Man, that really sounds like grandpa.
I mean, it’s not, it really hasn’t been around that long, but no, I love it. So with that in mind, and I think what really stood out to me from that is kind of where we are today. And so often speaking to people in revenue operations roles, it still feels very much like it’s being fleshed out.
It’s not quite like marketing, which is my background, where it feels very clearly defined the way of doing things. Now you generally get some variations on it. Whereas for revenue operations, I think, aside from the whole idea of breaking down silos and having consistency across the go-to-market function, there’s still a lot of ambiguity around what it’s responsible for. And I think it varies by business. Now that’s my opinion.
I’m interested to know, would you agree with that or do you see it in a different way?
No, I agree wholeheartedly with it. In order to demystify it a little bit, RevOps, think about it as sales ops, serving the sales community, serving the client success community, and servicing the marketing community. So sales ops, client success operations, marketing operations, servicing your field organization. That’s how you should look at it.
Your field organization consists out of your account executives and their leadership team, your SEO organization, your account management organization, your CSM organization, your field marketing organization, your partner organization. Everything touching revenue and driving revenue, basically. So your field organization, underneath there you have marketing ops, client success ops, and traditional sales ops, supporting all these different functions.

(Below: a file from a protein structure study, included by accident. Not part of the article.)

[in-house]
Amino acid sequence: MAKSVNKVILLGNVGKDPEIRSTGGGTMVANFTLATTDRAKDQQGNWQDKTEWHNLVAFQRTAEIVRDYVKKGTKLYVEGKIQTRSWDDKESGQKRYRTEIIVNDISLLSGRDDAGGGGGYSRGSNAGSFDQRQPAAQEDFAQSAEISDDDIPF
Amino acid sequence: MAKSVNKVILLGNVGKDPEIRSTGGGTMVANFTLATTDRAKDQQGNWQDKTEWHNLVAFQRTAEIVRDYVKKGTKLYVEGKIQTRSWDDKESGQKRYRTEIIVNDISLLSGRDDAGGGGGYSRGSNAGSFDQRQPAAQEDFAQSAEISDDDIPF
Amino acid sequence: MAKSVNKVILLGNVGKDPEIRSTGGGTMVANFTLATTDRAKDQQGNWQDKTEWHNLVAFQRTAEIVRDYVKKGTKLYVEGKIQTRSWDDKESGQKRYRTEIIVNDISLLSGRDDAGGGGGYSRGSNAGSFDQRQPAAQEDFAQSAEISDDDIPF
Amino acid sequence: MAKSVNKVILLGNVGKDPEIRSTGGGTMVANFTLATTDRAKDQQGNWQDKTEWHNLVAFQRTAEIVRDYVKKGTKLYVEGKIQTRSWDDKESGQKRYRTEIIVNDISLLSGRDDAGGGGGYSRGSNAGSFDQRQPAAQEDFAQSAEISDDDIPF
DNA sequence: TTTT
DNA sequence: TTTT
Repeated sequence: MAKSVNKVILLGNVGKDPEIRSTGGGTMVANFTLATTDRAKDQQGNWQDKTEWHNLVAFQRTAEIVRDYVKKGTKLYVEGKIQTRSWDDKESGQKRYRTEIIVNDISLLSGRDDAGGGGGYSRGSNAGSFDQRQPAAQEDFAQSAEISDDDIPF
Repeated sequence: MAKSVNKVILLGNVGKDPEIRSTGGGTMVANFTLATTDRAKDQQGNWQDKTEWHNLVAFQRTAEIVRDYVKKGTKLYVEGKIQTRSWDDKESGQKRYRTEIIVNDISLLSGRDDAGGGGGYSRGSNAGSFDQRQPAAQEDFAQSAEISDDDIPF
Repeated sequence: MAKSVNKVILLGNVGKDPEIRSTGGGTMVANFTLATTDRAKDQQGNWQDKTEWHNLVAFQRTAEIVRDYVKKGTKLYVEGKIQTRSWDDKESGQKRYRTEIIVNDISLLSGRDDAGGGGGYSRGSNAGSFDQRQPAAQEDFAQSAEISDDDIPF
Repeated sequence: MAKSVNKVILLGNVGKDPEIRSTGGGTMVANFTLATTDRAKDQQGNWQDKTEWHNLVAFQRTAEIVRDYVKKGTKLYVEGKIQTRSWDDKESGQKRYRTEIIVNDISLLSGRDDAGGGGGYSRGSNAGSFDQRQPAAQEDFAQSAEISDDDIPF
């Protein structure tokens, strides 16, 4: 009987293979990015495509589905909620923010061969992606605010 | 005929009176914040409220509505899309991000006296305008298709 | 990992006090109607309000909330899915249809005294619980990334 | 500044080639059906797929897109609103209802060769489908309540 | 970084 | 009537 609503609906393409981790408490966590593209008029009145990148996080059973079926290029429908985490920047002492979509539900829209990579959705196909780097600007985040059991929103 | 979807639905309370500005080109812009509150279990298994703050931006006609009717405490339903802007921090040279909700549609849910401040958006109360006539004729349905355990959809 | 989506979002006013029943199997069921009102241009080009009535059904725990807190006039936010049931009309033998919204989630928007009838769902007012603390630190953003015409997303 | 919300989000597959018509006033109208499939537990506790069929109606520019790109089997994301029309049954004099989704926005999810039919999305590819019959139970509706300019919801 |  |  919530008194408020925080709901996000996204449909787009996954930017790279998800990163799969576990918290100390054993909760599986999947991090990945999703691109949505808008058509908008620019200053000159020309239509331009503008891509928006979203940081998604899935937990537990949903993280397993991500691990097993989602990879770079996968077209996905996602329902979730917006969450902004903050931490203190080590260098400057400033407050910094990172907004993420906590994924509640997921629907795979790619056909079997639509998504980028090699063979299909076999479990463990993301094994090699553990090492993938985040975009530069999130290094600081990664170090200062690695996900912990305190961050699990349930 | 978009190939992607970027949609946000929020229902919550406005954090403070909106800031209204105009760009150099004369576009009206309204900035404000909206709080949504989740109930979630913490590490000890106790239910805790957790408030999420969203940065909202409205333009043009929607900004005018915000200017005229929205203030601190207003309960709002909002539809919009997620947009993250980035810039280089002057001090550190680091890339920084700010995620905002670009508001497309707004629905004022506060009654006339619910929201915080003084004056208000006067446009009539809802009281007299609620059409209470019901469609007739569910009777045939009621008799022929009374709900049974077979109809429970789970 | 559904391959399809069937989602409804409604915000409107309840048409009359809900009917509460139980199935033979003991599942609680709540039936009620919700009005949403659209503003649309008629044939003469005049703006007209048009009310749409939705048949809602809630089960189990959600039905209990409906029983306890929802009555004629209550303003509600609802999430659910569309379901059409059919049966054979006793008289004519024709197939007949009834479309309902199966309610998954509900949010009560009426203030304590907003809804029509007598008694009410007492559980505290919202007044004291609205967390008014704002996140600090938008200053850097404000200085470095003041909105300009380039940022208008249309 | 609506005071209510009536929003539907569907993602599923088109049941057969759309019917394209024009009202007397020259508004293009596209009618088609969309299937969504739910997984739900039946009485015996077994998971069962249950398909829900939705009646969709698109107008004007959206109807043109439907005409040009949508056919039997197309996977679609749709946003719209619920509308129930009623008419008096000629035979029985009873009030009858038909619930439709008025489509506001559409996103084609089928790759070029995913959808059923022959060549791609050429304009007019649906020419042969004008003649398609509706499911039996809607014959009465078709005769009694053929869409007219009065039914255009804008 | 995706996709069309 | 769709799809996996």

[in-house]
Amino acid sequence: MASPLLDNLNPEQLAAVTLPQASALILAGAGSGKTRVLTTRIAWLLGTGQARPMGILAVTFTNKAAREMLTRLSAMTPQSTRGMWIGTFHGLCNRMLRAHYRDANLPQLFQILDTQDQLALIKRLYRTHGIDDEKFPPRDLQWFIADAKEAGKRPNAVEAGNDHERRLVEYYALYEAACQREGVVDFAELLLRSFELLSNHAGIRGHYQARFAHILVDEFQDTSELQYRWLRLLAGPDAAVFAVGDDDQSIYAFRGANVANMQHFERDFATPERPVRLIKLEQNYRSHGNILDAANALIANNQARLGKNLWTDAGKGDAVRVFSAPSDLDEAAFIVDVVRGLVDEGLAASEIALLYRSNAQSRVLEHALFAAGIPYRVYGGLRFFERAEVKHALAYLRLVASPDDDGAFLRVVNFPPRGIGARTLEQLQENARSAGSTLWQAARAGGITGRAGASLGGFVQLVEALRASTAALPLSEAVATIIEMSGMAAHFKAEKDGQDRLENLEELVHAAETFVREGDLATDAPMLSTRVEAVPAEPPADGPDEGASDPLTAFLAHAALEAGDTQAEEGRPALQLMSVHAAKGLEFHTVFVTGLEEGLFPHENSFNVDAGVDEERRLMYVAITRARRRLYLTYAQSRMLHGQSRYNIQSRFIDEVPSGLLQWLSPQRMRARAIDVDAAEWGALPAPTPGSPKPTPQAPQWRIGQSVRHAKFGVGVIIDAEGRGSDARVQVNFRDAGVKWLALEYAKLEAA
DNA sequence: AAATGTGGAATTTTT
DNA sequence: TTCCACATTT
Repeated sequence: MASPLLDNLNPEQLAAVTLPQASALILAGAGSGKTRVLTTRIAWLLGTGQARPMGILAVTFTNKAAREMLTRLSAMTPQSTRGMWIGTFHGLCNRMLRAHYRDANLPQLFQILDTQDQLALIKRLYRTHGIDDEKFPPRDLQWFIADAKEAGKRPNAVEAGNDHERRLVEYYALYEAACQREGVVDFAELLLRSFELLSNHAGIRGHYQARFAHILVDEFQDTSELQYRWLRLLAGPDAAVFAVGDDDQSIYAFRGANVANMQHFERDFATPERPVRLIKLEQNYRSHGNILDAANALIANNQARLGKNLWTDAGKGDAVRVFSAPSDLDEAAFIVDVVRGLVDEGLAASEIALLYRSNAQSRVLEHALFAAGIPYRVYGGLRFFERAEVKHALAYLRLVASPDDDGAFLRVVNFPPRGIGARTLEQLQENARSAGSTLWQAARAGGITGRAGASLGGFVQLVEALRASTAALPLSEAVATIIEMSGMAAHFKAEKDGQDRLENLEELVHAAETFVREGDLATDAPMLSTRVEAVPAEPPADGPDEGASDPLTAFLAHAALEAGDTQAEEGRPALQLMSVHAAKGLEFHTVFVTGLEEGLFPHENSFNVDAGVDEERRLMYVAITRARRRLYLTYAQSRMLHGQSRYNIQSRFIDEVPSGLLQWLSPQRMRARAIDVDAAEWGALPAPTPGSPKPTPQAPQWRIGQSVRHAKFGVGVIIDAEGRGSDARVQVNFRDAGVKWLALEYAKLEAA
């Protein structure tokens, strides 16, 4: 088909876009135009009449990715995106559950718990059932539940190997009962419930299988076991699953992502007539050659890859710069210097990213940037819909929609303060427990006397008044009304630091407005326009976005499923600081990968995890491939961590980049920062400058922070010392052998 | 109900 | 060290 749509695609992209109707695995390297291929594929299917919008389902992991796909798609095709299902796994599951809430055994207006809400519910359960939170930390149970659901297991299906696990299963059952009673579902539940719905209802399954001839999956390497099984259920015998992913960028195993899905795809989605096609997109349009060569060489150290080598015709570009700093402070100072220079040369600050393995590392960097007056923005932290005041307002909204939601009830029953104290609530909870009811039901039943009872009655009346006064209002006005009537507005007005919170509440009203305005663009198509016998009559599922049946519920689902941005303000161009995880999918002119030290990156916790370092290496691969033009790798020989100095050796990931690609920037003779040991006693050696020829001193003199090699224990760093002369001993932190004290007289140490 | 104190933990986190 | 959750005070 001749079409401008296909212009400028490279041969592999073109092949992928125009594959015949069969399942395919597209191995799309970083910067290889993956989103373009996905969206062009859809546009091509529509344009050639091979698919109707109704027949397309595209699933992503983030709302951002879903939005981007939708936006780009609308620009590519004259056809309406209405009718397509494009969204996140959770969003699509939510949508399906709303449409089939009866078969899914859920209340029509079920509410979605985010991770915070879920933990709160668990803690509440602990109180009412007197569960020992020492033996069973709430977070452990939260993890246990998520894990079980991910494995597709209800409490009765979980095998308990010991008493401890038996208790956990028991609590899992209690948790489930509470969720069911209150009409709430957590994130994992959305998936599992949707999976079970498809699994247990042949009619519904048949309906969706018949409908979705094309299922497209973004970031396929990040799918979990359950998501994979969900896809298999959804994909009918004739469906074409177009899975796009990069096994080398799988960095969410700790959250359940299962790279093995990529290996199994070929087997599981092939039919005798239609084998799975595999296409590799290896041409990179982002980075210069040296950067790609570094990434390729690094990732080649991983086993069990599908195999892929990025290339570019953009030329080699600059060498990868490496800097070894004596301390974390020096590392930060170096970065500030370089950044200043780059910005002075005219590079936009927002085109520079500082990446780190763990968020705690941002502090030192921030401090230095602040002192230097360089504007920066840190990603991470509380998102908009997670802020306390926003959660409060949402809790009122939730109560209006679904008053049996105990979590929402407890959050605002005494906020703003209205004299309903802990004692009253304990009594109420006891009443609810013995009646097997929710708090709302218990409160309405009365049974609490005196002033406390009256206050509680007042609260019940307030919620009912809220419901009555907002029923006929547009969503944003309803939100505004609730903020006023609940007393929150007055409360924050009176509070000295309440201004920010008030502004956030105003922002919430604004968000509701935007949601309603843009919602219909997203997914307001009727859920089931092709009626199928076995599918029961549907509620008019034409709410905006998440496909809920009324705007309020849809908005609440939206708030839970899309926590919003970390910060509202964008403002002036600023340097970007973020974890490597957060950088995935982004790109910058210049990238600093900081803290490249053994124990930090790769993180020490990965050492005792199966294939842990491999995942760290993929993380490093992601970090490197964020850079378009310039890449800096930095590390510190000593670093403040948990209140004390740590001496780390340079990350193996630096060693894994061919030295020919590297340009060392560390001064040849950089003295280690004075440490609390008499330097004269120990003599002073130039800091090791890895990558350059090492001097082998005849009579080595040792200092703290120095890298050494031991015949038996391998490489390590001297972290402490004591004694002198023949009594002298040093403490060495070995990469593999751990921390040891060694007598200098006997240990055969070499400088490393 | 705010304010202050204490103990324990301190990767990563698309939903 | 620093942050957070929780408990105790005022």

So if you want to establish a good RevOps crew, I think you break it down further into four pillars. So we understand now the organization, the different flavors. And below that you have what I call business operations or business support. And that’s typically speaking your classic sales operations. So anything that keeps the wheels turning. Whether that’s a dual desk motion, whether that’s sales support, whether that is business partnerships.
So if you have a tech company, you might have somebody running EMEA, North America, APAC, or maybe you have different verticals depending on your coverage model.
All these sales leaders need to have their RevOps person, their business partner, just to help them out with forecasts, with QBRs, to help out with onboarding of new reps, finding their way through a maze of retake that probably exists in your company because people blew up all kinds of processes, helping out with comp queries, your name. So your classic sort of sales ops, KPIs. And so I call that business support.